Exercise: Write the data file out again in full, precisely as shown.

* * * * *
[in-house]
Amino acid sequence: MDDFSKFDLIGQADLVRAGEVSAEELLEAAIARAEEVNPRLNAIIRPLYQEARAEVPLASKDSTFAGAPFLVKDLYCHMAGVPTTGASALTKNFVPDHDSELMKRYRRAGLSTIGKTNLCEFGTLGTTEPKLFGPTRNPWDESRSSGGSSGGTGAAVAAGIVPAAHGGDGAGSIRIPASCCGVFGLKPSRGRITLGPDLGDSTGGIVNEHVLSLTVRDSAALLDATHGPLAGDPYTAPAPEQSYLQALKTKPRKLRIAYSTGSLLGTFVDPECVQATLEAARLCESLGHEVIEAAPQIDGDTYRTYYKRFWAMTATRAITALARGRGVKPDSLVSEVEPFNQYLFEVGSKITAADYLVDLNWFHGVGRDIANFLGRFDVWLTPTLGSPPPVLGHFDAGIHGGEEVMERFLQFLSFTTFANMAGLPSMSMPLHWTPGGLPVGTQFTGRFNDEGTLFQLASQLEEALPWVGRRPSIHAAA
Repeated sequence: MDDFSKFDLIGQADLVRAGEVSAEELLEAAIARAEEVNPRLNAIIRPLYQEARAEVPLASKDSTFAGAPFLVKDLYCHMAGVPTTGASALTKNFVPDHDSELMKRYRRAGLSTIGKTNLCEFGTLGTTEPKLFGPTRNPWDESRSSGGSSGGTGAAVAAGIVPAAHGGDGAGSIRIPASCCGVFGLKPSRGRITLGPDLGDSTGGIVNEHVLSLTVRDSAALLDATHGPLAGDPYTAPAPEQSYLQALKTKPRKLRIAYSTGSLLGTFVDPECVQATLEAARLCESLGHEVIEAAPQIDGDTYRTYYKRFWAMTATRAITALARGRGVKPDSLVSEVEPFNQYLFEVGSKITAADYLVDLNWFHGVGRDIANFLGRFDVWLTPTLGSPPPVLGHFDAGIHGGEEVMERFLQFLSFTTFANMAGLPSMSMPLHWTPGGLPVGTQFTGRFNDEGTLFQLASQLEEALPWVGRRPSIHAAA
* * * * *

[in-house]
Amino acid sequence: MDDFSKFDLIGQADLVRAGEVSAEELLEAAIARAEEVNPRLNAIIRPLYQEARAEVPLASKDSTFAGAPFLVKDLYCHMAGVPTTGASALTKNFVPDHDSELMKRYRRAGLSTIGKTNLCEFGTLGTTEPKLFGPTRNPWDESRSSGGSSGGTGAAVAAGIVPAAHGGDGAGSIRIPASCCGVFGLKPSRGRITLGPDLGDSTGGIVNEHVLSLTVRDSAALLDATHGPLAGDPYTAPAPEQSYLQALKTKPRKLRIAYSTGSLLGTFVDPECVQATLEAARLCESLGHEVIEAAPQIDGDTYRTYYKRFWAMTATRAITALARGRGVKPDSLVSEVEPFNQYLFEVGSKITAADYLVDLNWFHGVGRDIANFLGRFDVWLTPTLGSPPPVLGHFDAGIHGGEEVMERFLQFLSFTTFANMAGLPSMSMPLHWTPGGLPVGTQFTGRFNDEGTLFQLASQLEEALPWVGRRPSIHAAA
Repeated sequence: MDDFSKFDLIGQADLVRAGEVSAEELLEAAIARAEEVNPRLNAIIRPLYQEARAEVPLASKDSTFAGAPFLVKDLYCHMAGVPTTGASALTKNFVPDHDSELMKRYRRAGLSTIGKTNLCEFGTLGTTEPKLFGPTRNPWDESRSSGGSSGGTGAAVAAGIVPAAHGGDGAGSIRIPASCCGVFGLKPSRGRITLGPDLGDSTGGIVNEHVLSLTVRDSAALLDATHGPLAGDPYTAPAPEQSYLQALKTKPRKLRIAYSTGSLLGTFVDPECVQATLEAARLCESLGHEVIEAAPQIDGDTYRTYYKRFWAMTATRAITALARGRGVKPDSLVSEVEPFNQYLFEVGSKITAADYLVDLNWFHGVGRDIANFLGRFDVWLTPTLGSPPPVLGHFDAGIHGGEEVMERFLQFLSFTTFANMAGLPSMSMPLHWTPGGLPVGTQFTGRFNDEGTLFQLASQLEEALPWVGRRPSIHAAA